Another big highlight for me was our tenth anniversary party this summer, where we brought together everyone from our LA, New York, and Amsterdam offices and we could see how great everybody is even as we've grown significantly. I'm often asked, "Are we still who we were as a startup?" The answer is "No"--which is good, because that would be boring to me. We are better now because we have so many more interesting and just all around great people to learn from!

What advice can you offer to women who want a career in your industry?
First, I'd love if this question at some point in my life didn't have to include the word "woman," but it's the reality now and I'm committed to helping to change that.

I think one of the most important things is identifying what is important to you in a company you work for and finding places that share your values. If the company shares your values, it doesn't matter if you are male or female. You will have a shared starting point from which to learn and grow.

The other tip I'd offer is to not shy away from your feminine strengths. I think quite often in male dominated industries, women feel they need to fully adopt a "male style" of leadership and give up their femininity. I'm the first to acknowledge I lead with a lot of "masculine" tendencies, but I've also come to recognize and embrace the strength in some of my more feminine characteristics in making me a successful leader.

What is the most important lesson you've learned in your career to date?
Listen and don't be afraid to ask questions. It sounds so obvious but early in my career, I would walk out of a meeting with an unanswered question as I was too timid to ask it, only to realize afterward that a lot of people had the same question.

I'm not afraid to ask those questions anymore, as I know we need that information to make the best decisions and to move quickly. If the questions are going to help us get to a better solution, ask it!

How do you maintain a work/life balance?
I think I'm a planner by nature in terms of schedule so I really look ahead and plot out my schedule to make sure I can keep some sort of balance. The best thing I've learned though is to be 100%, no matter where I am. If I'm at home, I'm 100% at home and vice versa. I have learned to be the best I can be in the situation I am in.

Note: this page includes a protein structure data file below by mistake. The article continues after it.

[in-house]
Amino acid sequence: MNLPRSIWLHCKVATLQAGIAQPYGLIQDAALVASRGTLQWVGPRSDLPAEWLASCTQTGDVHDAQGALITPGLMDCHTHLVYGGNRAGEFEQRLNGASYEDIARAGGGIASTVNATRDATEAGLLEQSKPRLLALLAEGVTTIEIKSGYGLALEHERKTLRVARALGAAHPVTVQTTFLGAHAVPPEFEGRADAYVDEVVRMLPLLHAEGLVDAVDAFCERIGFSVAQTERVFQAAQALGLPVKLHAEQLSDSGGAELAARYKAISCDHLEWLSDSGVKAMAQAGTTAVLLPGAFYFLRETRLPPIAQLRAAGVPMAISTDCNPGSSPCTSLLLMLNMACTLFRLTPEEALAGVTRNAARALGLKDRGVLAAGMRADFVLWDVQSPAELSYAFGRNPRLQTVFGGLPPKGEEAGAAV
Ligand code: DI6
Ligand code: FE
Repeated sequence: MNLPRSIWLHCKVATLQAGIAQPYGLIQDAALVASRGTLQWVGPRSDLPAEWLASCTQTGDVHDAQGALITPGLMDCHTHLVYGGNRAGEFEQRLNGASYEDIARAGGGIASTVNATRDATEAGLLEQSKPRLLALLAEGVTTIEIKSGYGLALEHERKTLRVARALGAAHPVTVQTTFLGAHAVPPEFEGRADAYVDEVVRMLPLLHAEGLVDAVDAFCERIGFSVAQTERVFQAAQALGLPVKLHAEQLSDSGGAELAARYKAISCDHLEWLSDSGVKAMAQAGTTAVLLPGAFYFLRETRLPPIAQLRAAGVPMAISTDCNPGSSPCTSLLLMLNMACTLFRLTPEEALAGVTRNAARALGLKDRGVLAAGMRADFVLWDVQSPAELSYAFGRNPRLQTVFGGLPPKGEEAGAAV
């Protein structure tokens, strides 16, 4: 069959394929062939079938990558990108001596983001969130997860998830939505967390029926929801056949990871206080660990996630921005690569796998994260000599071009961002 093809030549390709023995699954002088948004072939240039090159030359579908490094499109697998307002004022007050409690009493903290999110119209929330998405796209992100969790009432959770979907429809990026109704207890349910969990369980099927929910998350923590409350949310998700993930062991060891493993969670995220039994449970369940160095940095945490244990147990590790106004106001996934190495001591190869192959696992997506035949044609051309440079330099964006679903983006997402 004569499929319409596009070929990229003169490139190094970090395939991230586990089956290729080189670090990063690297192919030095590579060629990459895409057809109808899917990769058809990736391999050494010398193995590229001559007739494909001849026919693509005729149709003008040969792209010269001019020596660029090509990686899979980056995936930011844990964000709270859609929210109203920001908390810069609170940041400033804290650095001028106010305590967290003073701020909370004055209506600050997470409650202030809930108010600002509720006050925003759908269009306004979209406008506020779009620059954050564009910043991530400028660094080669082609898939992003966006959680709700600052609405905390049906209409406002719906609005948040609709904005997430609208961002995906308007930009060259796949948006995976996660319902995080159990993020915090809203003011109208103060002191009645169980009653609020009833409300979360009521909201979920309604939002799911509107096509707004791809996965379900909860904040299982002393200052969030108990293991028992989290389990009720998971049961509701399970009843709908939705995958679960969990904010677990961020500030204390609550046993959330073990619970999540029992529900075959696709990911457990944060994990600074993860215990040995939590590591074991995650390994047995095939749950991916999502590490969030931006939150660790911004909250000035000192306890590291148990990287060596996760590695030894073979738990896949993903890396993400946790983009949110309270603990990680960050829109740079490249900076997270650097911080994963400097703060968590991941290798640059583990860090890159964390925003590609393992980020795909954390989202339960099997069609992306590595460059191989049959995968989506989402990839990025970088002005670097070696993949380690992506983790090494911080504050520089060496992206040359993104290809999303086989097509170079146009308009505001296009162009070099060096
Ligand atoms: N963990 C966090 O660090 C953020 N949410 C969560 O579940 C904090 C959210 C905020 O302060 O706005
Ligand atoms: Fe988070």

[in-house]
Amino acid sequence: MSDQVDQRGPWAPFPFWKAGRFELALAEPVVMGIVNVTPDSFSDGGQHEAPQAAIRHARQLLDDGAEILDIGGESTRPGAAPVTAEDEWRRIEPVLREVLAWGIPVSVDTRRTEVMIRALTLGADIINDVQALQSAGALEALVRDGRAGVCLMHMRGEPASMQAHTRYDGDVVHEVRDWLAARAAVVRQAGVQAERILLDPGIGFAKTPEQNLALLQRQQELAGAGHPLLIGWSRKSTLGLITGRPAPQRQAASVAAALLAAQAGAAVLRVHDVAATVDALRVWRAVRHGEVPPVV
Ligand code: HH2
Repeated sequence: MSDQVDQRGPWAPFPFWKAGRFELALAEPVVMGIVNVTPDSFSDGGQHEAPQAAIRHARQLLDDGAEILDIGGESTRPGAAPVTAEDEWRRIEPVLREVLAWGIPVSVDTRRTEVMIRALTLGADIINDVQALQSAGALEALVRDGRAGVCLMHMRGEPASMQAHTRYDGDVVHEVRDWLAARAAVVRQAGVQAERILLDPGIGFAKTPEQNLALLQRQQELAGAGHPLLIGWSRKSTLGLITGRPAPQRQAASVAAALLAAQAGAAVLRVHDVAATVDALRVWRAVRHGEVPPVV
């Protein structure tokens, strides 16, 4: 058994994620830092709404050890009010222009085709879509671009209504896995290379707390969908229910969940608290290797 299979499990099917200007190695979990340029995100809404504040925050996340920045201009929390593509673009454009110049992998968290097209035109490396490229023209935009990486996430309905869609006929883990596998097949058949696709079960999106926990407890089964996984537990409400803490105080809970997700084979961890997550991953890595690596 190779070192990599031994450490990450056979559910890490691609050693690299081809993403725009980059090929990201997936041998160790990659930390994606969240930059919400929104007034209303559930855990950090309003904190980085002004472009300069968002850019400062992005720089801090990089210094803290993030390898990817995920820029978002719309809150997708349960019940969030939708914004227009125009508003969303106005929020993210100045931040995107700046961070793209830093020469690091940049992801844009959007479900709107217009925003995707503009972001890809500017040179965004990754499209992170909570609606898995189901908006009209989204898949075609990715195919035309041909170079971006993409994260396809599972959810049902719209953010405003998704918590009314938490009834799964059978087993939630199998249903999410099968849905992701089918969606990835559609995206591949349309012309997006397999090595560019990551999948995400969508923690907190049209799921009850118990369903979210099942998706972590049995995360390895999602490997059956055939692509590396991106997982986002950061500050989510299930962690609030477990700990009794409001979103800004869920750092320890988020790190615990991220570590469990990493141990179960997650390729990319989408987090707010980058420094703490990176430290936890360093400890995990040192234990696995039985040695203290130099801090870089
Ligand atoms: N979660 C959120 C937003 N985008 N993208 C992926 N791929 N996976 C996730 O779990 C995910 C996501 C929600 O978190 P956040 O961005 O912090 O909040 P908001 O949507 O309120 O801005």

I've also accepted that my life is busy and that's just how I like to live. It was busy before marriage and kids and it's certainly busy now!

What do you think is the biggest issue for women in the workplace?
The fact that this question exists: "Can women have it all?" For me, that is such a leading question because it implies that I don't have it all now or that "my all" is being set by someone else. My all is what I'm doing now. Yes, it's hard and I have my ups and downs in terms of how well I think I do at it, but it's what I want to do. The moment we can stop defining each other's "all" and just be supporters of whatever each of us chooses, this issue will disappear.

How has mentorship made a difference in your professional and personal life?
Early in my career and life, most of my mentors have been informal. I have two older sisters who I've always admired and learned from and whom I credit with teaching me "how to do life". Professionally, I've always just been a really curious person who wants to learn so badly that I've tended to just identify people who are doing what I want to learn about and I figure out how to work with them, be in meetings with them, and have lunch with them. As I've grown in my career though and in the last year or so, I've really leaned into having peer mentors to bounce stuff off of and talk about life with and that's been incredibly important to my growth.

Which other female leaders do you admire and why?
Pat Summit, the former University of Tennessee Women's basketball coach. As a leader, she was tough and demanded excellence on and off the court. Her student athletes had a 100% graduation rate during her 38-year tenure and she won 8 National Championships. And to this day, I don't think I've ever heard a student athlete speak poorly of her. To me, that's the full package of a leader. And then she wasn't afraid to show her vulnerability when she developed Alzheimer's if it meant she could help raise awareness about the disease and money for research. I just think she's incredible.

What do you want 72andSunny to accomplish in the next year?
I want us to make measurable gains in helping the people in our company grow and push forward in their careers. We've been evolving our trainings, performance reviews and leadership development to formalize how we can help people develop and grow as creative entrepreneurs and I hope we can see a significant impact of that for everyone at 72andSunny, our clients and hopefully our industry.